Ralph Kirkwood considers that the coronavirus epidemic is one in a series of inevitable crises, and argues that we have seen government behave in part as the “insurer of last resort”, but we have never properly defined that role, and we must.
It is said that the first role of government is to protect the people. While this statement is not usually made with a global pandemic in mind, in the coronavirus crisis almost all governments around the world have tried to do this with varying degrees of success.
The role of government has changed over time in response to the crises of the day: from Keynes’ idea of government acting as the purchaser of last resort, to the financial crash resulting in the government acting as the lender of last resort and now in the wake of this crisis the government acting as insurer of last resort. In defining the new responsibilities of government we need to ensure that we learn the lessons of the past and define those responsibilities from the centre left. We must win the argument, as Keynes did in his time but as the centre left failed to do a decade ago across the globe. If the government really is the insurer of last resort, then after this crisis is over it better start acting like it.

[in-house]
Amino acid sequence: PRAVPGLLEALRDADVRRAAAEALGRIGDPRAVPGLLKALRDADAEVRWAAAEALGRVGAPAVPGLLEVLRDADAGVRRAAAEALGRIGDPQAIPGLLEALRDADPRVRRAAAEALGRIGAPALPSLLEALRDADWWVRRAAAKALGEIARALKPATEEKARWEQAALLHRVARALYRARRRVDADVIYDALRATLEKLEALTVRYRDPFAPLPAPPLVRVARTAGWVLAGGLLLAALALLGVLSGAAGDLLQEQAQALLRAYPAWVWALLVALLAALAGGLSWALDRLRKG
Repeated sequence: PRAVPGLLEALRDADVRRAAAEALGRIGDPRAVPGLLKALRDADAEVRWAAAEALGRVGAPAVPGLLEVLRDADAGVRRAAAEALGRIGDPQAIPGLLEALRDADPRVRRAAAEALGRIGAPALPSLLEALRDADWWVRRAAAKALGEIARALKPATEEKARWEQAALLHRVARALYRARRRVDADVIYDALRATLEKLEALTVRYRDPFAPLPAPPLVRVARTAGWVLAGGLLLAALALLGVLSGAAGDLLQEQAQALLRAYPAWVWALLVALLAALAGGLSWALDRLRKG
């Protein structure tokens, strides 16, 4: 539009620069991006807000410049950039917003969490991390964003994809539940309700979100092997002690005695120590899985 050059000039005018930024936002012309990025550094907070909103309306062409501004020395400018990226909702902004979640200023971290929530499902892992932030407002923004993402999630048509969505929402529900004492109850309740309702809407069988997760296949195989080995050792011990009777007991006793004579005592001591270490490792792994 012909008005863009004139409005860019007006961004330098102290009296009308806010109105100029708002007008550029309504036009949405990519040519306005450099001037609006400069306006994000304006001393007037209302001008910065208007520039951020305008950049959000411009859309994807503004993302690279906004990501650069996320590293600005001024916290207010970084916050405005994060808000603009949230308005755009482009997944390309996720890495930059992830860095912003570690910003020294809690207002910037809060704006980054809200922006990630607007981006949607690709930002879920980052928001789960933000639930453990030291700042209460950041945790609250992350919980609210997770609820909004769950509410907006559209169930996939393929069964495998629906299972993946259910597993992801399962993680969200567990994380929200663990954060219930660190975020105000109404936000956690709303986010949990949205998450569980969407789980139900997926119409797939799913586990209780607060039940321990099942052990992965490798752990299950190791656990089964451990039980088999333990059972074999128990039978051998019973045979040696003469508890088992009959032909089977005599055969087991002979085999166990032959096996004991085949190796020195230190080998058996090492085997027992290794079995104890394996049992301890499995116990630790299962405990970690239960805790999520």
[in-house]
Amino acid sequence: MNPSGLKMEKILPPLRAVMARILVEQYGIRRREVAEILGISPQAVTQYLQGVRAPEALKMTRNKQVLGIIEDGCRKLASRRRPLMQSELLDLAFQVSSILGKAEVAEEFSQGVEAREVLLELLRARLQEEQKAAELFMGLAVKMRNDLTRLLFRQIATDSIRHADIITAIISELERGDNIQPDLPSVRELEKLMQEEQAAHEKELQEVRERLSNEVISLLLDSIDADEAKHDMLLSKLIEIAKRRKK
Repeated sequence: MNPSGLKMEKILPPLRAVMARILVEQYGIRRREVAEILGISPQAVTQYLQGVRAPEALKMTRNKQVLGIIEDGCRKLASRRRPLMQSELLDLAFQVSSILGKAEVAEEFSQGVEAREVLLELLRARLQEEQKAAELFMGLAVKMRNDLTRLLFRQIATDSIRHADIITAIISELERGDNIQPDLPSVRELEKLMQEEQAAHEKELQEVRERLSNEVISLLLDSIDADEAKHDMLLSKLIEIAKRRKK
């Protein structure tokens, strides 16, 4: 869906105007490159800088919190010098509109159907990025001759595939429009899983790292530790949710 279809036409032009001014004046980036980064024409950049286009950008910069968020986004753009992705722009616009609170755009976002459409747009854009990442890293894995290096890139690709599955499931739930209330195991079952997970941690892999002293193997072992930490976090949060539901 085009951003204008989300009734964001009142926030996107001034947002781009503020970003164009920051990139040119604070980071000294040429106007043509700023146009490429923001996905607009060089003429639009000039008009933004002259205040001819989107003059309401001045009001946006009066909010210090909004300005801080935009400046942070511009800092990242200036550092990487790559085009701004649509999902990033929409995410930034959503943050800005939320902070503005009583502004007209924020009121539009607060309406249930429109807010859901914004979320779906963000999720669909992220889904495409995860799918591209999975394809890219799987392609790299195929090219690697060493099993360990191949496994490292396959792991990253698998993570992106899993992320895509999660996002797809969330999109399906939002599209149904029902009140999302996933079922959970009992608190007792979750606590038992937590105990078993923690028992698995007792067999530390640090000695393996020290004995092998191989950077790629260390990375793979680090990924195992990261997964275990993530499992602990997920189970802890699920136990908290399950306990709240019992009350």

Insurance companies do two key things. First, they offer an insurance policy for which you pay a premium. This ‘insurance policy’ payout from the government in scenarios like the coronavirus pandemic needs greater definition in slower time. It would be churlish not to recognise the tremendous effort from both the UK and Scottish governments and the civil service in standing up the support programmes in such a short space of time. While overall it has had the effect of propping up the economy, there are undoubtedly some areas that could be improved. Now is not the time to get into these in too much detail, but we do need to look at the impact of these schemes once we have managed to get back on our feet. We can then ensure that we design policies that will more effectively support businesses and the wider economy for the next time that this happens.